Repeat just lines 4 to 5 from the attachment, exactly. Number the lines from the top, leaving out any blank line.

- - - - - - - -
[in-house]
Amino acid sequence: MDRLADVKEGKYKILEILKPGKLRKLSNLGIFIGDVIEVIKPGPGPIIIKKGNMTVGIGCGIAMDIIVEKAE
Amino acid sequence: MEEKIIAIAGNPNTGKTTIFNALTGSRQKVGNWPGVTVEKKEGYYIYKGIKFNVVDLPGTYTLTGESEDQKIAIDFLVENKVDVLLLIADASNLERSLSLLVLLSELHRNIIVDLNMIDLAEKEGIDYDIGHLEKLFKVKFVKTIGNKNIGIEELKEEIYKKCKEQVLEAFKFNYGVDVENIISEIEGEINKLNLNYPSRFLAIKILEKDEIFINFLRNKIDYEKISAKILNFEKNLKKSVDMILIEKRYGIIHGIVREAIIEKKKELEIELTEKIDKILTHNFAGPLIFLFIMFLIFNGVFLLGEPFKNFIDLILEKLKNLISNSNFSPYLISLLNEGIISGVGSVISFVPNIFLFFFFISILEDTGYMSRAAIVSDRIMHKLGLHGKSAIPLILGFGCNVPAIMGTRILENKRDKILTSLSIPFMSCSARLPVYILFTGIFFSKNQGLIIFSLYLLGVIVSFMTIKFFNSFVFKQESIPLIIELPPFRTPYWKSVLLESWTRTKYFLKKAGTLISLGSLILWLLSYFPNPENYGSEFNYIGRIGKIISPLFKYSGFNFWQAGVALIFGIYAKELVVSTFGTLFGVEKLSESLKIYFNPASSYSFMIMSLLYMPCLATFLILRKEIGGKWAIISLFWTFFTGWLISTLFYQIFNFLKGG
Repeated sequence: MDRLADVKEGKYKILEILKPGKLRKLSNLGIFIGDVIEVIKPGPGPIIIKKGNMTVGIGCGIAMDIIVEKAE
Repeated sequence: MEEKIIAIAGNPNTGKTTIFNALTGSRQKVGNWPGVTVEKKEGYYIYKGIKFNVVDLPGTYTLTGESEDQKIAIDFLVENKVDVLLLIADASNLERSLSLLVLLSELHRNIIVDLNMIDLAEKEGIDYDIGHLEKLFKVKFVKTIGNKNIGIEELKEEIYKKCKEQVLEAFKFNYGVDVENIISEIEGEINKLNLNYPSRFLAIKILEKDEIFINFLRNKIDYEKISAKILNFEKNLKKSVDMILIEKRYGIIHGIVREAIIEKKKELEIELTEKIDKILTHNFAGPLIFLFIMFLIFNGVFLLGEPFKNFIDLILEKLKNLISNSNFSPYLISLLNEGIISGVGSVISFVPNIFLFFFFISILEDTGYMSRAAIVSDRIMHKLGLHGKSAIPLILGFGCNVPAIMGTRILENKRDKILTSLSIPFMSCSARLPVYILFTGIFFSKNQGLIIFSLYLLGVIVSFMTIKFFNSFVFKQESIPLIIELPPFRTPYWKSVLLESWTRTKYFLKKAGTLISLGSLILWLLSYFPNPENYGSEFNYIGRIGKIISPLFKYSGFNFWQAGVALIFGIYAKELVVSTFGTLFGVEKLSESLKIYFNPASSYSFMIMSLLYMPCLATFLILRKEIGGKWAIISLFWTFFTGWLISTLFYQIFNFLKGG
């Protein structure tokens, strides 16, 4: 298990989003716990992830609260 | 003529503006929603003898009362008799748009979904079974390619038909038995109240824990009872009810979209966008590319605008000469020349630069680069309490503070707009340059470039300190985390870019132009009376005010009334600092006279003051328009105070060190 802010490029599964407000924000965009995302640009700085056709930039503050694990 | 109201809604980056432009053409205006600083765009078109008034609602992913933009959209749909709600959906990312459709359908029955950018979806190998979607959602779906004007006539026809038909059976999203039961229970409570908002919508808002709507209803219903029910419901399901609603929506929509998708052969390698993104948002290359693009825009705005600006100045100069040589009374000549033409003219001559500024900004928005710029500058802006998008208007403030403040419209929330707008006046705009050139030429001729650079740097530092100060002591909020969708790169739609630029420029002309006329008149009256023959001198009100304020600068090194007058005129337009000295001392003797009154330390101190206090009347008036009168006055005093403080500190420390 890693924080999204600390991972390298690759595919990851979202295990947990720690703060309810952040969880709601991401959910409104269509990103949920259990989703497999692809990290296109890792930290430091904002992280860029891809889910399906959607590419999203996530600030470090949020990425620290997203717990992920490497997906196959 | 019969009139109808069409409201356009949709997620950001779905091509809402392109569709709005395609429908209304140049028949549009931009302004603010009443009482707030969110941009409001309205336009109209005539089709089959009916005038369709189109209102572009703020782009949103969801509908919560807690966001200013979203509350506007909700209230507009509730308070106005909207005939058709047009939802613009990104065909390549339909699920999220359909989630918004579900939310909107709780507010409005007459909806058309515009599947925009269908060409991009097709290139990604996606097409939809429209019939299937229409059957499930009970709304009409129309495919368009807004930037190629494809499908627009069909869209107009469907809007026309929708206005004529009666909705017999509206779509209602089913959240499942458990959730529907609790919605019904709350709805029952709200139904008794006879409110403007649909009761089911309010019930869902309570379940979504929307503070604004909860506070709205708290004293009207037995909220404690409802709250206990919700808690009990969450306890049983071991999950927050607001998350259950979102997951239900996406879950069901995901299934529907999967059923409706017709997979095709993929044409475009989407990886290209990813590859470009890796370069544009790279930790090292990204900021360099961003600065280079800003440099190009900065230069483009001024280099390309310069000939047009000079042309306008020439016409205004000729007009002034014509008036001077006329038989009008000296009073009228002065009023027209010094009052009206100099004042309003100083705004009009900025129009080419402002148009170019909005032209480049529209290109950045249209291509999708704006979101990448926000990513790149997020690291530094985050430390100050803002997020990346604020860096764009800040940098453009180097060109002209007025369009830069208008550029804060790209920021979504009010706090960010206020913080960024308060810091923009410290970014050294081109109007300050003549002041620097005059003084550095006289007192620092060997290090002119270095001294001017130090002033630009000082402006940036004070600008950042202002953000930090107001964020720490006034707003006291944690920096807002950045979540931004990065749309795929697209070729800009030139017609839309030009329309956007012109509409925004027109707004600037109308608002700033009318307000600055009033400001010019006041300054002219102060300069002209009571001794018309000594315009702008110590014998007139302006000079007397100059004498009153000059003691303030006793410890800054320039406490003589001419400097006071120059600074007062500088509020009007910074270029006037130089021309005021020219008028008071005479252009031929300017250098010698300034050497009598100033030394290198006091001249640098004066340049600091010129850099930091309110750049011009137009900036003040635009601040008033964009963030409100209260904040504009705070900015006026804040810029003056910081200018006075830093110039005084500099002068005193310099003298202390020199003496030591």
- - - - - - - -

Repeated sequence: MDRLADVKEGKYKILEILKPGKLRKLSNLGIFIGDVIEVIKPGPGPIIIKKGNMTVGIGCGIAMDIIVEKAE
Repeated sequence: MEEKIIAIAGNPNTGKTTIFNALTGSRQKVGNWPGVTVEKKEGYYIYKGIKFNVVDLPGTYTLTGESEDQKIAIDFLVENKVDVLLLIADASNLERSLSLLVLLSELHRNIIVDLNMIDLAEKEGIDYDIGHLEKLFKVKFVKTIGNKNIGIEELKEEIYKKCKEQVLEAFKFNYGVDVENIISEIEGEINKLNLNYPSRFLAIKILEKDEIFINFLRNKIDYEKISAKILNFEKNLKKSVDMILIEKRYGIIHGIVREAIIEKKKELEIELTEKIDKILTHNFAGPLIFLFIMFLIFNGVFLLGEPFKNFIDLILEKLKNLISNSNFSPYLISLLNEGIISGVGSVISFVPNIFLFFFFISILEDTGYMSRAAIVSDRIMHKLGLHGKSAIPLILGFGCNVPAIMGTRILENKRDKILTSLSIPFMSCSARLPVYILFTGIFFSKNQGLIIFSLYLLGVIVSFMTIKFFNSFVFKQESIPLIIELPPFRTPYWKSVLLESWTRTKYFLKKAGTLISLGSLILWLLSYFPNPENYGSEFNYIGRIGKIISPLFKYSGFNFWQAGVALIFGIYAKELVVSTFGTLFGVEKLSESLKIYFNPASSYSFMIMSLLYMPCLATFLILRKEIGGKWAIISLFWTFFTGWLISTLFYQIFNFLKGG